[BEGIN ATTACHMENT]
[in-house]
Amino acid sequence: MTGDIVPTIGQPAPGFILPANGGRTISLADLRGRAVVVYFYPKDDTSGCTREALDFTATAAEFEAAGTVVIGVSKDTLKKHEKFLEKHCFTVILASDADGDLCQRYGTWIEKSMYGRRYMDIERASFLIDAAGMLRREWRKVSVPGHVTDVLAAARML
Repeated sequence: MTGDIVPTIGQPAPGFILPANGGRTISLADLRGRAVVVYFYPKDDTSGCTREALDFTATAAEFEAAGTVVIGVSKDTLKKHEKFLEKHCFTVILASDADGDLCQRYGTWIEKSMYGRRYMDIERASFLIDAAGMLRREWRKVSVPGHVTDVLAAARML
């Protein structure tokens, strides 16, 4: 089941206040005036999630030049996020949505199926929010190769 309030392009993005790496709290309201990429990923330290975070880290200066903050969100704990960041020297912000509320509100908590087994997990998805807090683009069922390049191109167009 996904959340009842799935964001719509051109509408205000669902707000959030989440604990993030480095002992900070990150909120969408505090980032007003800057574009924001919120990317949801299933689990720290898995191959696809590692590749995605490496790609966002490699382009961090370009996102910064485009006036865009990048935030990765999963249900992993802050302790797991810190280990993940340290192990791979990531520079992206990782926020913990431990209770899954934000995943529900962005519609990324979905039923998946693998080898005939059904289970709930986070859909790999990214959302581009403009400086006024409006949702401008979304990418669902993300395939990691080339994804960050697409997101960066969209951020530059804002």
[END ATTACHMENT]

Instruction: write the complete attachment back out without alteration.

[in-house]
Amino acid sequence: MTGDIVPTIGQPAPGFILPANGGRTISLADLRGRAVVVYFYPKDDTSGCTREALDFTATAAEFEAAGTVVIGVSKDTLKKHEKFLEKHCFTVILASDADGDLCQRYGTWIEKSMYGRRYMDIERASFLIDAAGMLRREWRKVSVPGHVTDVLAAARML
Repeated sequence: MTGDIVPTIGQPAPGFILPANGGRTISLADLRGRAVVVYFYPKDDTSGCTREALDFTATAAEFEAAGTVVIGVSKDTLKKHEKFLEKHCFTVILASDADGDLCQRYGTWIEKSMYGRRYMDIERASFLIDAAGMLRREWRKVSVPGHVTDVLAAARML
């Protein structure tokens, strides 16, 4: 089941206040005036999630030049996020949505199926929010190769 309030392009993005790496709290309201990429990923330290975070880290200066903050969100704990960041020297912000509320509100908590087994997990998805807090683009069922390049191109167009 996904959340009842799935964001719509051109509408205000669902707000959030989440604990993030480095002992900070990150909120969408505090980032007003800057574009924001919120990317949801299933689990720290898995191959696809590692590749995605490496790609966002490699382009961090370009996102910064485009006036865009990048935030990765999963249900992993802050302790797991810190280990993940340290192990791979990531520079992206990782926020913990431990209770899954934000995943529900962005519609990324979905039923998946693998080898005939059904289970709930986070859909790999990214959302581009403009400086006024409006949702401008979304990418669902993300395939990691080339994804960050697409997101960066969209951020530059804002």